The present figure belongs to the rare and iconic group of sculptures created by the Mbole people of the northeastern Congo region known as ofika statues. Taking the form of a suspended human, usually male, these sculptures are celebrated for their ingenious abstraction and superb sculptural quality. With remarkable formal novelty, the human form is described in a mysterious, ethereal posture, without a means of standing or resting, as if floating in space and time. The arresting harmonious beauty of the face, dominated by geometric forms, conveys a timeless melancholy, a state of consciousness between waking and sleep, or perhaps between life and death.
Inhabiting the equatorial rainforest along the banks of the Lomami River, a tributary of the Congo, in the present-day Democratic Republic of the Congo, the Mbole are part of the greater Mongo language group. A cluster of associated cultures in the northeastern part of the Congo River basin includes the neighboring Lengola, Metoko, Yela, Kumu, Jonga, and Lega. Although a relatively small people, Mbole art is widely known for its exploration of highly abstract forms in figural sculpture, with the large-scale ofika statues as the apex of their artistic tradition.
The mysterious ofika statues were created for use within the Mbole lilwa association, a socio-religious system which, like the bwami association among the Lega, served educational, judicial, political, economic, and ritual functions. The cultural context and the iconography of the ofika sculptures has been interpereted in various, sometimes contradictory ways. According to Schweizer (2014: 242), the “meaning of the Malcolm figure is somewhat obstructed by confusing information in the literature regarding Mbole statuary in general. The latter is commonly stereotyped as representing 'ritually executed persons' or 'hanged criminals' (Mack in Phillips 1995: 306; Neyt 1981: 30; Sieber and Walker 1987: 99). This interpretation apparently stems from a misunderstood sentence in the second volume of Daniel Biebuyck’s The Arts of Zaire. Quoting Kalala Nkudi (1979), Biebuyck mentions 'figurines representing ritual victims and condemned persons' which were shown to young initiates by lilwa leaders (Biebuyck 1986: 242). Further on in his discussion of the lilwa, Biebuyck first repeats this information and then elaborates on it further, speaking synonymously of 'the famed polychrome ofika statues' and 'figurines.' (Biebuyck 1986: 243). This ambiguous discussion of Mbole figures seems to have been misunderstood by the vast majority of later authors who, quoting the passage in Biebuyck, refer to Mbole figures in a generalizing manner as 'ofika statues' and renderings of 'persons hanged for transgressions' regardless of their scale and iconography.”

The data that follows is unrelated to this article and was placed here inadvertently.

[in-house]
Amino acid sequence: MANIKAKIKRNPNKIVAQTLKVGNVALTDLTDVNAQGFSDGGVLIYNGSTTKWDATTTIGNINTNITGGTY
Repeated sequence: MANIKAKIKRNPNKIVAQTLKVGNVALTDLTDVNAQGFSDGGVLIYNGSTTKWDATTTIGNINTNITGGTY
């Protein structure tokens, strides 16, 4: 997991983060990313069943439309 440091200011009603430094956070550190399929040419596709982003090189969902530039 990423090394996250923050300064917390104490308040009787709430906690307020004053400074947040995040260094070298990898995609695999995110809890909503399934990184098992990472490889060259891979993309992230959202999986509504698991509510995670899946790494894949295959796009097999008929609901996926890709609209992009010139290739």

Schweizer (loc. cit.) suggests that “For a better understanding of Mbole figures it is helpful to re-introduce two of Biebuyck’s other statements pertaining to the lilwa which are usually ignored by those authors who reduce Mbole statuary to persons hanged for transgression: ‘On the death of a kanga [diviner], the corpse is suspended from a pole in his house and the liquids are collected before he is buried in a termitaria…’ and ‘When a yeni [highest ranking initiate of the lilwa] is moribund, he is isolated by his aides in the forest and killed. After the corpse is exposed in a giant tree, his successor is initiated’ (Biebuyck 1986: 242). Both statements hint to different burial practices for high ranking lilwa members that involved suspension of the corpse.”
Schweizer continues (loc. cit.): “With regard to their iconography, several fundamental differences delineate two main types [of Mbole ofika figures]: hanging and standing figures. The hanging figures category, including the Malcolm figure, consists of at least fifteen figures showing the body with slightly bent knees, and downward pointing feet. Some of these figures, for example the one in the British Museum, London [inv. no. "Af1954,+23.1246"], have extremely elongated bodies with emaciated limbs and appear to be fairly naturalistic representations of a hanging, decomposing corpse. However, as in the Malcolm figure, the heads of these statues are always upright, looking forward with a serene yet animated expression. Based on the power of funerary rites to enable the transformation of the deceased into a spirit being, it seems plausible to interpret the Malcolm figure as the image of a deceased ancestor at the moment of his rebirth into a spirit.”
Placement of the Malcolm Ofika Figure
Major Mbole ofika figures are extremely rare, and few remain in private hands. Most of the notable examples are found in public institutions, including the Metropolitan Museum of Art, New York; the British Museum, London; the Rautenstrauch-Joest Museum für Völkerkunde, Cologne; the American Museum of Natural History, New York; The Fowler Museum at UCLA, Los Angeles; the Musée Royal de l'Afrique Central, Tervuren, and the Etnografisch Museum, Antwerp. Several of these have early 20th century collecting dates, including a group in Antwerp which was acquired in 1920 from the dealer Henry Pareyn. Most closely related to the Malcolm figure is the example in the Fowler Museum (inv. no. “X65.7486”), which was acquired by Sir Henry Wellcome before his death in 1936.
Along with the example from the Wellcome collection, the Malcolm Mbole ofika figure is distinct in its fleshy, rounded design, depicting a figure which is clearly not a corpse but rather an incarnate being in a state between the living world and the world of spirits. In its superb quality, its poetically meditative expression, and its ingenious abstraction of the human form, the Malcolm Mbole ofika figure is a masterpiece of Mbole sculpture, and one of the finest artworks from the Congo to remain in private hands.
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